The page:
Sarah Hughes: Tonight Sarah went out with nothing to lose. Several of us had seen her skate before, and knew never to count the kid from NY out. She skated 2nd or 3rd in the last group-- the perfect place to go out, put it down, go back to the dressing room and let the judges sort it out. And that's exactly what she did. Sarah, had rightly never thought she had a real chance for a Gold Medal. So in her mind, she wanted to go out have a good time, skate a great program and make a good impression for the future. However she never thought that the future would only be 60 minutes away. Honestly, the posse sat in our crows nest, watching in total awe of Sarah and how she laid one item after another out on the ice with more maturity, style and grace than most professional skaters ever muster in a lifetime. We all kept looking at one another saying in whispers-- oh my God! Go get em kid! And applauding wildly at just how well she was performing. It was hitting us Sarah had the *it*. All the work paid off-- all the fine-tuning showed and it gelled like jello in the SLC Ice Arena tonight. When she finished-- well the house came apart with a standing ovation, including the posse who rarely stands. Sarah however, like the typical 16 yr. old hadn't realized she had really brought the house down. It wasn't until her coach turned her around, saw The Posse standing, Sarah thought it was just a good program-- she'd tuned 98% of us off.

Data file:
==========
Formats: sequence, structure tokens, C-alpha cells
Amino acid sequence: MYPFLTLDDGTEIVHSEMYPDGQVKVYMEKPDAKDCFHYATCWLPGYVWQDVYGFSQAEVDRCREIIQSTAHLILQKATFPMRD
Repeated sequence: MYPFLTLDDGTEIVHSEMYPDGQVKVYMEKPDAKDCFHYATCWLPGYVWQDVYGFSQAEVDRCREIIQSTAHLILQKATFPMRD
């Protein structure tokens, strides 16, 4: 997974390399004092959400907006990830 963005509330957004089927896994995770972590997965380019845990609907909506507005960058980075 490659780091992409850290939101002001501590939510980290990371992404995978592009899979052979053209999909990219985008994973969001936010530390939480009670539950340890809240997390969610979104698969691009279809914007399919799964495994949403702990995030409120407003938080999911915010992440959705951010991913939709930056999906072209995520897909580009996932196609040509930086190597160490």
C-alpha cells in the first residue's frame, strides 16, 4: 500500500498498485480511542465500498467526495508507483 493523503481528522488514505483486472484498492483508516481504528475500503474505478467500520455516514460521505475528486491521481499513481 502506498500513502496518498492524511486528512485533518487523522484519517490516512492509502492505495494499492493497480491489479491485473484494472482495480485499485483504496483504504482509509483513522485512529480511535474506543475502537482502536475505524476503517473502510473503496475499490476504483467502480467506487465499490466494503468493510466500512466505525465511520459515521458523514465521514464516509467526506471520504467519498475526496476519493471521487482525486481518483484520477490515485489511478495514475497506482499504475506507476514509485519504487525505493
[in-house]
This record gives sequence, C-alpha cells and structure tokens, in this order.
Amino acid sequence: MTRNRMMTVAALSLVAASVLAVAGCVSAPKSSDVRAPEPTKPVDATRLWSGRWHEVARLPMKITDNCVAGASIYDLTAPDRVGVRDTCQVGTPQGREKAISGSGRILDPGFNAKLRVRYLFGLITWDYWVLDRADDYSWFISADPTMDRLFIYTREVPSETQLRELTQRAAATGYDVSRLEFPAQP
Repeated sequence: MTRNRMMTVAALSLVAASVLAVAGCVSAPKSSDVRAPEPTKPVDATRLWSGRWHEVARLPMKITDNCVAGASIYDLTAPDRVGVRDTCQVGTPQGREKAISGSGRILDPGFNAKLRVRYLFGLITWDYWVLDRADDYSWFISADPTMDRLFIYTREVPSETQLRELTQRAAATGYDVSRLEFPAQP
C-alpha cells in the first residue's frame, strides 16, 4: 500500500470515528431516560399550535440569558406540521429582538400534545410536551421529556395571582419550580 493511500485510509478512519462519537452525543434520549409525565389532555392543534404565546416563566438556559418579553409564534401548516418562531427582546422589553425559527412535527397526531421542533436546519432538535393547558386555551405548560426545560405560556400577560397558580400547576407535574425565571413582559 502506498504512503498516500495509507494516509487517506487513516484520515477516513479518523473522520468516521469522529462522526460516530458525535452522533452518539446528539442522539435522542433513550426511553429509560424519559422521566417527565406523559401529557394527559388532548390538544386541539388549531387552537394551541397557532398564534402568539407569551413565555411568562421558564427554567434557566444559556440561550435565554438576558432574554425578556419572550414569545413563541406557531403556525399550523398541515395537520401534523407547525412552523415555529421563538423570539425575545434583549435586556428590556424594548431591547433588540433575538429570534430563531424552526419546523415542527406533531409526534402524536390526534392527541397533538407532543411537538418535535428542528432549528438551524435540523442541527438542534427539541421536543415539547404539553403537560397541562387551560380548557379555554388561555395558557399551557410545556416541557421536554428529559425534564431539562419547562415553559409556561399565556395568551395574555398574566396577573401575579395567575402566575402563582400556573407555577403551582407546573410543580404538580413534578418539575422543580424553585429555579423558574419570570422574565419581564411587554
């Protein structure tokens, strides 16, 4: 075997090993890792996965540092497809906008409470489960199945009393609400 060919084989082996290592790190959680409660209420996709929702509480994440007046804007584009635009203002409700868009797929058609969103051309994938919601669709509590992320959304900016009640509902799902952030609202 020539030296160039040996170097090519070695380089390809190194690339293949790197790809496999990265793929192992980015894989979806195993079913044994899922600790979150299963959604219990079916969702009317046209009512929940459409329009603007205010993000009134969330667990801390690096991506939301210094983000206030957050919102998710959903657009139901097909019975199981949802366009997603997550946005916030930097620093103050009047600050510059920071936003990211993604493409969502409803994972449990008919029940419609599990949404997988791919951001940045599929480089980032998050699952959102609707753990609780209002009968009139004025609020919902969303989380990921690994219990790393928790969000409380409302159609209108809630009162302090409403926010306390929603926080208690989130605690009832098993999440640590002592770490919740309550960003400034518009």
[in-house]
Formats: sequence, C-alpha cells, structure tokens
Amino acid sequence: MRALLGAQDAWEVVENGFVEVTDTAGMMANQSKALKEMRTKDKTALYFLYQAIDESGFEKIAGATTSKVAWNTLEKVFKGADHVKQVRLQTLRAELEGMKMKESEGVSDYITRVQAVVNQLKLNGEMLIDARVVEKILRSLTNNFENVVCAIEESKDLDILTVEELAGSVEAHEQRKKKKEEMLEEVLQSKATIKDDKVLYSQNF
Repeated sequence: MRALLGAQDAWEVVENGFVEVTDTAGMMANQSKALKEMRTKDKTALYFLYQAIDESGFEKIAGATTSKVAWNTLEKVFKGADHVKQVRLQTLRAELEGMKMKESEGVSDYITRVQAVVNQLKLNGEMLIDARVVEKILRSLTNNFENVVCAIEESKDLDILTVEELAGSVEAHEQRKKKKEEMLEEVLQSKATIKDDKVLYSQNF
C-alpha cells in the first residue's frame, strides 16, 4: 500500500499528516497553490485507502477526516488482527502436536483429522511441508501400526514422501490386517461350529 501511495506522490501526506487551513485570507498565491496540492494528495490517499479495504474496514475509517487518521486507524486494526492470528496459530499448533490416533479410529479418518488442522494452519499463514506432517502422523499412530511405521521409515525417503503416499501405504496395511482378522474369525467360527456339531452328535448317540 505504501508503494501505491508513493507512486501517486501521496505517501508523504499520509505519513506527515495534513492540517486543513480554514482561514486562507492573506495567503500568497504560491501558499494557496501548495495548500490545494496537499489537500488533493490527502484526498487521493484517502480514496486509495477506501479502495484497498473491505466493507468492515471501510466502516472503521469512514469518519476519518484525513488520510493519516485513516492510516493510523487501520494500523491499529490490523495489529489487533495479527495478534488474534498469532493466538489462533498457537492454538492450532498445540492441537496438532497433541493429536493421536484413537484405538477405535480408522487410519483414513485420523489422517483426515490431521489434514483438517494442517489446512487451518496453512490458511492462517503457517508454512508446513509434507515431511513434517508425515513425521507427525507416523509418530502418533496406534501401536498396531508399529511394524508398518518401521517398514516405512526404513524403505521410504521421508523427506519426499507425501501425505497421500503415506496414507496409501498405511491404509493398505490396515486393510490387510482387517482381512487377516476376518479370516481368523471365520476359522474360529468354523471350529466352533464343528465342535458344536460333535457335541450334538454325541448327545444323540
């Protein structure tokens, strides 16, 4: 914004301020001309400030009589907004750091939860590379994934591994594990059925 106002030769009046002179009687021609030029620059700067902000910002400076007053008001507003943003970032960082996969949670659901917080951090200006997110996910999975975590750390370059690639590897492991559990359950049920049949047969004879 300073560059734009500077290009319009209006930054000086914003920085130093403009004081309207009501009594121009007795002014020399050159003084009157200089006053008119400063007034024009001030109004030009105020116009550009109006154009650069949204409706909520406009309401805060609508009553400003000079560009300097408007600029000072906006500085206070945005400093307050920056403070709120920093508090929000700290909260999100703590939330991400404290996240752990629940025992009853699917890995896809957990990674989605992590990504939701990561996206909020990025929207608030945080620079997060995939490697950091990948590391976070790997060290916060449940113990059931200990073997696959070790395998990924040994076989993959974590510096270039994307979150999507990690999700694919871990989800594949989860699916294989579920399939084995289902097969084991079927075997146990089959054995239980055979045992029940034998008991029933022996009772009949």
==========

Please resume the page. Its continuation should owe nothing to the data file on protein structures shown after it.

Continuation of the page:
From where I sat tonight, and the consensus of the Posse, the judges got it right tonight. If Michelle or Irina hadn't missed they would have taken home the Gold. But tonight-- the judges judged on what was performed tonight and it goes without saying that Sarah skated the program of her life, and joins the ranks of the elite group of Women's Figure Skating Champions as the newest Olympic Gold Medallists.
The Hughes' are in for the ride of their lives. I highly doubt her family's ready for this, but they're off and running. And the skater the posse calls "The kid" is in for the ride of her life.
I'm heading home in the morning--